Archive for July, 2015

3. The shroud of Perception

I am reading a book about 50 basics of philosophy. I wouldn’t be me if I wouldn’t try and think further on the things I’m learning, and I intend to use this platform to do so. These posts will be easily recognizable as they are numbered and categorized under ‘Abstract Thought’, so you can ignore them accordingly.

Within the chapter ‘problems with knowledge’, the author of the book goes to explain the same problem with skepticism from a different angle. He brings up several comparisons philosophers like John Locke and René Descartes thought up, and then goes to explain why most of them are largely irrelevant because they aren’t perfect analogues. In their attempt to make a thought experiment easier to understand, they all made the same mistake of oversimplifying, making their argument easy to shoot from the sky.

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Of Contact and the Lack Thereof

Fair notice: This post is about my sex/love life. There’s a good chance you don’t want to actually read it.

I used to be an introvert, and very shy person. I would blame those traits for the fact that I had a difficult time finding a meaningful relationship. I still am, but I got to accept it as part of myself and no longer let it define me. It helps to overcome its effects and allows me to grow as a person. What isn’t happening though, is it becoming easier to find a lover.

I’ve shared a bed with 8 different people in my 30 years. That isn’t very much by the standards that I perceive from others, but still more than you would expect.
3 of them were actual relationships that lasted longer than a week.
3 of them (not necessarily the same ones) were Belgian. All others were foreigners, most did not speak Dutch. I find this curious, and it makes me wonder why.

Before going further, I’d like to point out that every single one of them were amazing people in their own way. I enjoyed their company in every facet and I hope none of what will follow will make it seem like I have anything but my deepest respect for them- as I do for most people, give or take. (more…)


Games

My chest bone was starting to ache, but I couldn’t move without being spotted. A greenie on the stronghold on the opposite side of the street was pretty sure he noticed something, just barely not sure enough to call for alarm. He gave up eventually as I stared at him through the binoculars, trying to keep my breathing from changing my profile too much, silhouetted against the evening sky.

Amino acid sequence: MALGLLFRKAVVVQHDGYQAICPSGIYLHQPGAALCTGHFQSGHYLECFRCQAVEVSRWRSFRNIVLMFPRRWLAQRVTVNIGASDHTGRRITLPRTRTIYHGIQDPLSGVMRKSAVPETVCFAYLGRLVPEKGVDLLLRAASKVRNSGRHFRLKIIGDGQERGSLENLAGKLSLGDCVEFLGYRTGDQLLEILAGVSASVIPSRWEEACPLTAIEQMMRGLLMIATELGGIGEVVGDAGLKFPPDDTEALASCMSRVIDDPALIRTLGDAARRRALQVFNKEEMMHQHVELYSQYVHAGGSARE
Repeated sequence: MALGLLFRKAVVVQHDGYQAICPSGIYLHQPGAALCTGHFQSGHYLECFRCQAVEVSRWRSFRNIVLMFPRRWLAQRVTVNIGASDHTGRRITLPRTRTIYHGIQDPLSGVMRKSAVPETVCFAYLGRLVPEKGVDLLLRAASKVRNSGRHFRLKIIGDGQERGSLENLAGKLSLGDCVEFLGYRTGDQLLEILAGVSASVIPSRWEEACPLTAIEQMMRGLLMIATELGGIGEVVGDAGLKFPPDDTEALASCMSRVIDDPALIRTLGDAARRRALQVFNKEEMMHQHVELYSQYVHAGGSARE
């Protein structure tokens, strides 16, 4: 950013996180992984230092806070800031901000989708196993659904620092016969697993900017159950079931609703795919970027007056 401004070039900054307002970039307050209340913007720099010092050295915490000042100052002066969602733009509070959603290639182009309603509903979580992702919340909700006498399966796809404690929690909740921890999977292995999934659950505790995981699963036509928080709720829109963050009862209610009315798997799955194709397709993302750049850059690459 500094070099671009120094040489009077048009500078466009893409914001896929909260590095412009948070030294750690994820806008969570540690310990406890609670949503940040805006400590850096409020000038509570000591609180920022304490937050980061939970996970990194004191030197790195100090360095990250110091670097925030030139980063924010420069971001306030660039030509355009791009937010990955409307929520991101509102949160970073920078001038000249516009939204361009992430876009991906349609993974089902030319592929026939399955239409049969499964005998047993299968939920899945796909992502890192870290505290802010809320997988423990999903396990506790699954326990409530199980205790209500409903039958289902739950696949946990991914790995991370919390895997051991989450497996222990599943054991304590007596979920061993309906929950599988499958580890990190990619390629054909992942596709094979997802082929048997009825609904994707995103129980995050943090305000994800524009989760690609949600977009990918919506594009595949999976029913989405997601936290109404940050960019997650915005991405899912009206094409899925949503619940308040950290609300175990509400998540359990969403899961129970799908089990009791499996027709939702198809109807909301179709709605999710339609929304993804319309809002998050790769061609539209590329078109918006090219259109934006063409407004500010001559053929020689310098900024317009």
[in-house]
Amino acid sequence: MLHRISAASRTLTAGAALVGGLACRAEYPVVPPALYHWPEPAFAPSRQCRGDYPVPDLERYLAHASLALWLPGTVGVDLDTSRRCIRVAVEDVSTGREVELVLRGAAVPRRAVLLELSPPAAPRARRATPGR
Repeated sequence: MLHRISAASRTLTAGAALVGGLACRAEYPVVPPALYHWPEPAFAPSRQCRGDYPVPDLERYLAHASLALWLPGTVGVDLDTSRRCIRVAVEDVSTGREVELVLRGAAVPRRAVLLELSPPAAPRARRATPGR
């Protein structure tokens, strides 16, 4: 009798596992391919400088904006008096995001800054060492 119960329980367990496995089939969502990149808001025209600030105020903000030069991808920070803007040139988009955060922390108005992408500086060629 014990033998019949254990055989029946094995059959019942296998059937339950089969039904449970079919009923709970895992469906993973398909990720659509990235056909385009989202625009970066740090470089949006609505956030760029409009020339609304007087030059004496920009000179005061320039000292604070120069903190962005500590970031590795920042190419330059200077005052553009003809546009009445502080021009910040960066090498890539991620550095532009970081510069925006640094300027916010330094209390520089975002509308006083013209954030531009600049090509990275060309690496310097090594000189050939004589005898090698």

“Too many,” I mumbled as I traded my binoculars for my silenced mp5.

Gypsy didn’t respond, but instead took a shot at a lonely soldier walking the west street. Instant kill. I grinned at him. “You are an arteest with that thing. I’m gonna have to call you Da Vinti from now on.”

Gypsy laughed, nearly giving us away. “We make a good team,” he agreed, lining up for another shot. He missed this time, as the greenie sprinted along the fortress wall. He couldn’t try a second time now that his mates had a clear line of sight on him, and we watched as the low-ranking officer jumped into the driving seat of an APC further down the road and radioed for people to jump in.

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2. Plato’s Cave

I am reading a book about 50 basics of philosophy. I wouldn’t be me if I wouldn’t try and think further on the things I’m learning, and I intend to use this platform to do so. These posts will be easily recognizable as they are numbered and categorized under ‘Abstract Thought’, so you can ignore them accordingly.

Plato’s cave is an idea thought up by none other than Plato himself, in an attempt to visualize how our visions and thoughts relate to the outside world.

He compares our intellectual selves to prisoners, chained in a cave with their head held in place, so that they can only see shadows on the cave wall in front of them. Naturally they will assume that this is reality and all there is to it, seeing shadows dance on the surface.

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